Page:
Great Lakes NeuroTechnologies (GLNT) has received $1.9 million from the National Institutes of Health (NIH) to improve the efficacy of deep brain stimulation (DBS) programming for Parkinson’s disease (PD) and minimize time required by a clinician to optimize settings. The technology development and commercialization will combine wearable motor symptom sensing and a DBS platform into a single integrated system. Intelligent algorithms for searching settings and selecting optimal parameters will be validated using real-time closed-loop feedback from sensors to adjust DBS. The validated closed-loop system for efficiently programming DBS can improve patient care and expand access to underserved populations.
Why Is Measuring Parkinson’s Disease So Challenging?
Parkinson’s disease is a movement disorder in which affected individuals may experience tremor, slowness of movements, stiff joints, and impaired gait. DBS therapy can provide effective motor symptom relief. However, challenges exist with respect to programming the system after the electrode and pulse generator have been implanted. Expert clinicians must manually adjust settings such as stimulation contact, amplitude, pulse width, and frequency to determine the combination that provides the most symptom relief at the lowest battery power. As DBS systems are providing more targeted control through an increased parameter set of amplitude, pulse width, frequency, and contacts, the number of potential combinations and required programming time grow exponentially.
GLNT has previously commercialized Kinesia, a system of wearable sensors and mobile apps for assessing PD and other movement disorders. The company will use this Phase II SBIR funding to target their core technology to programming DBS, building upon successful Phase I pilot studies.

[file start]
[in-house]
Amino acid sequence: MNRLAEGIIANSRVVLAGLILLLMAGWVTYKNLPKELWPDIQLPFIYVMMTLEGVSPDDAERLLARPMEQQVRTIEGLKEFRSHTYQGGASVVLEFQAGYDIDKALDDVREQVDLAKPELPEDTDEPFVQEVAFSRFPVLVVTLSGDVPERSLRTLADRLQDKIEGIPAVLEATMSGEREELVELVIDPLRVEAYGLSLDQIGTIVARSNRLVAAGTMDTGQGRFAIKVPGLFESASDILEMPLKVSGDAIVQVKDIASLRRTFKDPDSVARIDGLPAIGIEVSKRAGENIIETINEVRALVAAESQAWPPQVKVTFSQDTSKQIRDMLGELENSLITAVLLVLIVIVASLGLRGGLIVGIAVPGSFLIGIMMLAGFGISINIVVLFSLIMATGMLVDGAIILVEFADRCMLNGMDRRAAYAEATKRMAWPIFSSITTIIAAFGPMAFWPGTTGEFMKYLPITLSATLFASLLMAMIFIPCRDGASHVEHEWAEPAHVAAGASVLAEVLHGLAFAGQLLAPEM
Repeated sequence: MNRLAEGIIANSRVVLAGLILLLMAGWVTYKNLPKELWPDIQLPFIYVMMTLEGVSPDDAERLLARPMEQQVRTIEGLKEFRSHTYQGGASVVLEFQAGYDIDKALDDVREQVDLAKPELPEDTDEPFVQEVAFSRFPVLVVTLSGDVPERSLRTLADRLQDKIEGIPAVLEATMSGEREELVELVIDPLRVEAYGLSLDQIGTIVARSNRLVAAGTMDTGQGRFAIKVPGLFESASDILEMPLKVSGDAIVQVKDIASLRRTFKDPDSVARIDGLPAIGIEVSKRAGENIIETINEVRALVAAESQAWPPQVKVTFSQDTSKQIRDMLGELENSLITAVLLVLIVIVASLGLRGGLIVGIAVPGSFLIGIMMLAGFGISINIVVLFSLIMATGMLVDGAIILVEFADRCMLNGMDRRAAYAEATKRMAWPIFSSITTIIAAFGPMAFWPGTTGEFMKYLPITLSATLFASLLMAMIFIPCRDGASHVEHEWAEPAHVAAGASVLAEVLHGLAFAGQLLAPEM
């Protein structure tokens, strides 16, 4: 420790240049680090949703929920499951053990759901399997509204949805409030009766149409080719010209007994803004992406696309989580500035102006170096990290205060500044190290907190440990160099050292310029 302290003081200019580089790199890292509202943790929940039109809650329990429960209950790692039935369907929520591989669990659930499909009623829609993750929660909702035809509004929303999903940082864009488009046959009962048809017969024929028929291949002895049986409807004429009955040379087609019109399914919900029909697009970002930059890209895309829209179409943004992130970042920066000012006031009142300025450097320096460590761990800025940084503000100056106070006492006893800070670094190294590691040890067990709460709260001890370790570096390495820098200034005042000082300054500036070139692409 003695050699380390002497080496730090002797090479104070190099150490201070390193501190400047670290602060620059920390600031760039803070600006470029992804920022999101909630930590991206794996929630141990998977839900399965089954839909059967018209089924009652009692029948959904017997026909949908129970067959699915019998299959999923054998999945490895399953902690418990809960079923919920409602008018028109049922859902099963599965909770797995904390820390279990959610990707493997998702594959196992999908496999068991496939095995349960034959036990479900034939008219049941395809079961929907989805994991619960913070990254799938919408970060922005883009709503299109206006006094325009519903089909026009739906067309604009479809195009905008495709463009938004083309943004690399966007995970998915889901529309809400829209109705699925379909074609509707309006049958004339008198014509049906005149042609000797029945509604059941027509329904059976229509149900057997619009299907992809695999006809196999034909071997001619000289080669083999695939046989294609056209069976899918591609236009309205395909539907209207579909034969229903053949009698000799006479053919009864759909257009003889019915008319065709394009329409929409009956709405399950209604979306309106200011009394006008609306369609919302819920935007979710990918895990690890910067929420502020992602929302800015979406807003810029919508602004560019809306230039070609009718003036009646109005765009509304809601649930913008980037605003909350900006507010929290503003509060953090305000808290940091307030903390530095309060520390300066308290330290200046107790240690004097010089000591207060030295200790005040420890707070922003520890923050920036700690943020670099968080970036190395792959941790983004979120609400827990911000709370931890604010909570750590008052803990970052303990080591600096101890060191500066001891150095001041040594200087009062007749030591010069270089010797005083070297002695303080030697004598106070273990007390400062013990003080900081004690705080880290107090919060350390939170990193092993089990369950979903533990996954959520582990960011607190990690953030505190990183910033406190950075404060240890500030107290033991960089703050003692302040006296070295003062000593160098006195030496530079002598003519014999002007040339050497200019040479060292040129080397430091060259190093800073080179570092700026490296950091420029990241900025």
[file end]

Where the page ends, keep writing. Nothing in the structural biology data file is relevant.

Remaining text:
“We demonstrated in two studies that intelligent algorithms using sensor feedback could successfully identify optimal stimulation parameters that significantly improved motor symptoms or maintained therapeutic benefits while reducing stimulation amplitude by an average of 50% to decrease battery usage”, stated Dustin Heldman, PhD, Biomedical Research Manager. “One previous limitation was separate systems were used for assessment and programming. We look forward to this next phase, which will directly integrate the systems to improve clinical workflow and speed programming time.” Once technology integration is complete, the system will be validated in a multi-center clinical trial in collaboration with Dr. Jerrold Vitek at the University of Minnesota.
The company has leveraged rapidly growing sales of Kinesia technology in the global clinical trials market to educate and train an engaged clinician and patient market. In a separate recently completed European study, the company demonstrated that 36% of advanced patients remotely monitored by wearable technology were referred for and received advanced therapy such as DBS or medication pumps compared to 0% in the standard care group. “Through multiple studies, we have demonstrated our technology can positively impact patient care. Our key market differentiator is not sensors for sensors sake, but targeted applications built around validated and published algorithms”, continued Dr. Giuffrida.